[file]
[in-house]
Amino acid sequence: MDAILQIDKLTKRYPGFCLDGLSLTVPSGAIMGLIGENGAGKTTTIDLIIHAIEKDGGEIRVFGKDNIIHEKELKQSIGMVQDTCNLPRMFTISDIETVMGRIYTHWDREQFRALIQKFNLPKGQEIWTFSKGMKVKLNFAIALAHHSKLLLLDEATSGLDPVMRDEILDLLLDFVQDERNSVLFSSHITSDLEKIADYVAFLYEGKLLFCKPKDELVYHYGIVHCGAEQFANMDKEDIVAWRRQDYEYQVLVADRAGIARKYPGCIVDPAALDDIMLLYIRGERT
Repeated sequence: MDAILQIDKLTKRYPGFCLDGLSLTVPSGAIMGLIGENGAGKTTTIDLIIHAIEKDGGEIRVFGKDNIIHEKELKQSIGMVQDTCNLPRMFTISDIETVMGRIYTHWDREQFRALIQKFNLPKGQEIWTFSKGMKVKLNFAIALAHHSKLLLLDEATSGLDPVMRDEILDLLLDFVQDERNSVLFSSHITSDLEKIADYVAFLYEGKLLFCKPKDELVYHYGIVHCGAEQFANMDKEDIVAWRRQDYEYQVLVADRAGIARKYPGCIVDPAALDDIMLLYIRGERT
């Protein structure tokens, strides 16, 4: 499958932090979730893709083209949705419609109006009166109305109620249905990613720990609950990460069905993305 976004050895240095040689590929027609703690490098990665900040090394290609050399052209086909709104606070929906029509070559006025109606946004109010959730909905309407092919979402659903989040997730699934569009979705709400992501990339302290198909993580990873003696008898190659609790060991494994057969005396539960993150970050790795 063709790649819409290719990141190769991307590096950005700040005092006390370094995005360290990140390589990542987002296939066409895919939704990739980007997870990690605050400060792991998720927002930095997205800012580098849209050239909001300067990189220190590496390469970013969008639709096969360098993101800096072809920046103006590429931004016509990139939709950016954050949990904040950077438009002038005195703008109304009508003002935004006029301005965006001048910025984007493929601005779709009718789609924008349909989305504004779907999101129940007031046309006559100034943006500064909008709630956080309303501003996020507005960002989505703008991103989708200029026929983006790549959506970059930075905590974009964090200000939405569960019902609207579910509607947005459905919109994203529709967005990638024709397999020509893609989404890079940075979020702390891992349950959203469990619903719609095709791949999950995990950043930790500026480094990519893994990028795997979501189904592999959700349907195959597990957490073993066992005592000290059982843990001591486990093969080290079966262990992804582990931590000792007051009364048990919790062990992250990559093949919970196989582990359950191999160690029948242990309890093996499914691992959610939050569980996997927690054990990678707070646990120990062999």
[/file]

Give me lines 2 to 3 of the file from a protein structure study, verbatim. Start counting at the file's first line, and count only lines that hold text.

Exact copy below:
Amino acid sequence: MDAILQIDKLTKRYPGFCLDGLSLTVPSGAIMGLIGENGAGKTTTIDLIIHAIEKDGGEIRVFGKDNIIHEKELKQSIGMVQDTCNLPRMFTISDIETVMGRIYTHWDREQFRALIQKFNLPKGQEIWTFSKGMKVKLNFAIALAHHSKLLLLDEATSGLDPVMRDEILDLLLDFVQDERNSVLFSSHITSDLEKIADYVAFLYEGKLLFCKPKDELVYHYGIVHCGAEQFANMDKEDIVAWRRQDYEYQVLVADRAGIARKYPGCIVDPAALDDIMLLYIRGERT
Repeated sequence: MDAILQIDKLTKRYPGFCLDGLSLTVPSGAIMGLIGENGAGKTTTIDLIIHAIEKDGGEIRVFGKDNIIHEKELKQSIGMVQDTCNLPRMFTISDIETVMGRIYTHWDREQFRALIQKFNLPKGQEIWTFSKGMKVKLNFAIALAHHSKLLLLDEATSGLDPVMRDEILDLLLDFVQDERNSVLFSSHITSDLEKIADYVAFLYEGKLLFCKPKDELVYHYGIVHCGAEQFANMDKEDIVAWRRQDYEYQVLVADRAGIARKYPGCIVDPAALDDIMLLYIRGERT